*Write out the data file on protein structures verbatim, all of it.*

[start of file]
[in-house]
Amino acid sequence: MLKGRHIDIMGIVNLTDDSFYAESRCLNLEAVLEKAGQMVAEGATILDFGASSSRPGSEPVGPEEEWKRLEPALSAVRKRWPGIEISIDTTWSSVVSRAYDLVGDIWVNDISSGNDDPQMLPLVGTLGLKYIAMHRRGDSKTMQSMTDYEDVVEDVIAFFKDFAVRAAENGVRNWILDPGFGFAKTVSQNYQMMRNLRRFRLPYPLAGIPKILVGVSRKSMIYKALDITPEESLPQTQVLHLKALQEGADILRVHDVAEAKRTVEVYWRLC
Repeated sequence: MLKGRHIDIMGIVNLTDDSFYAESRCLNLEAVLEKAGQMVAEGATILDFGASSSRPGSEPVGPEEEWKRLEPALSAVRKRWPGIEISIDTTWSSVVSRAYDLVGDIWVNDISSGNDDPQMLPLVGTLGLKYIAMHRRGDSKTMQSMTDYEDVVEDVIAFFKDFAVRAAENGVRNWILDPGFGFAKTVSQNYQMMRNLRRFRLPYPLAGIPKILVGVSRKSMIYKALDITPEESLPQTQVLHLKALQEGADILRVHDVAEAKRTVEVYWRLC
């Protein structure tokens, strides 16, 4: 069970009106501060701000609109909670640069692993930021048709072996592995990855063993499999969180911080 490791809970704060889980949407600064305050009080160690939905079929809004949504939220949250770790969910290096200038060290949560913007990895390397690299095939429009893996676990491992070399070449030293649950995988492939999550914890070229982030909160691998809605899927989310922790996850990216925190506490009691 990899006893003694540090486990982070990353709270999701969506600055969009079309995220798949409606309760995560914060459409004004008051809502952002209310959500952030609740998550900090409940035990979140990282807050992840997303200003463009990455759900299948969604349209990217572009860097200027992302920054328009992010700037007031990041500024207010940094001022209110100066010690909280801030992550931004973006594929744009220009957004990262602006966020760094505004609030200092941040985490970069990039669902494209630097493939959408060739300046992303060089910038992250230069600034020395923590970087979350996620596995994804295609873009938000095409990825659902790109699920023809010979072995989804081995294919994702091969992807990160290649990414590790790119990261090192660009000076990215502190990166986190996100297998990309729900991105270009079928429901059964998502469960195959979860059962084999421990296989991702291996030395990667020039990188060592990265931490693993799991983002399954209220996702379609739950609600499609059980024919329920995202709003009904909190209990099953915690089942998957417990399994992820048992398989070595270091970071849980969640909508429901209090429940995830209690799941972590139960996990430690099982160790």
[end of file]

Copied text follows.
[in-house]
Amino acid sequence: MLKGRHIDIMGIVNLTDDSFYAESRCLNLEAVLEKAGQMVAEGATILDFGASSSRPGSEPVGPEEEWKRLEPALSAVRKRWPGIEISIDTTWSSVVSRAYDLVGDIWVNDISSGNDDPQMLPLVGTLGLKYIAMHRRGDSKTMQSMTDYEDVVEDVIAFFKDFAVRAAENGVRNWILDPGFGFAKTVSQNYQMMRNLRRFRLPYPLAGIPKILVGVSRKSMIYKALDITPEESLPQTQVLHLKALQEGADILRVHDVAEAKRTVEVYWRLC
Repeated sequence: MLKGRHIDIMGIVNLTDDSFYAESRCLNLEAVLEKAGQMVAEGATILDFGASSSRPGSEPVGPEEEWKRLEPALSAVRKRWPGIEISIDTTWSSVVSRAYDLVGDIWVNDISSGNDDPQMLPLVGTLGLKYIAMHRRGDSKTMQSMTDYEDVVEDVIAFFKDFAVRAAENGVRNWILDPGFGFAKTVSQNYQMMRNLRRFRLPYPLAGIPKILVGVSRKSMIYKALDITPEESLPQTQVLHLKALQEGADILRVHDVAEAKRTVEVYWRLC
């Protein structure tokens, strides 16, 4: 069970009106501060701000609109909670640069692993930021048709072996592995990855063993499999969180911080 490791809970704060889980949407600064305050009080160690939905079929809004949504939220949250770790969910290096200038060290949560913007990895390397690299095939429009893996676990491992070399070449030293649950995988492939999550914890070229982030909160691998809605899927989310922790996850990216925190506490009691 990899006893003694540090486990982070990353709270999701969506600055969009079309995220798949409606309760995560914060459409004004008051809502952002209310959500952030609740998550900090409940035990979140990282807050992840997303200003463009990455759900299948969604349209990217572009860097200027992302920054328009992010700037007031990041500024207010940094001022209110100066010690909280801030992550931004973006594929744009220009957004990262602006966020760094505004609030200092941040985490970069990039669902494209630097493939959408060739300046992303060089910038992250230069600034020395923590970087979350996620596995994804295609873009938000095409990825659902790109699920023809010979072995989804081995294919994702091969992807990160290649990414590790790119990261090192660009000076990215502190990166986190996100297998990309729900991105270009079928429901059964998502469960195959979860059962084999421990296989991702291996030395990667020039990188060592990265931490693993799991983002399954209220996702379609739950609600499609059980024919329920995202709003009904909190209990099953915690089942998957417990399994992820048992398989070595270091970071849980969640909508429901209090429940995830209690799941972590139960996990430690099982160790």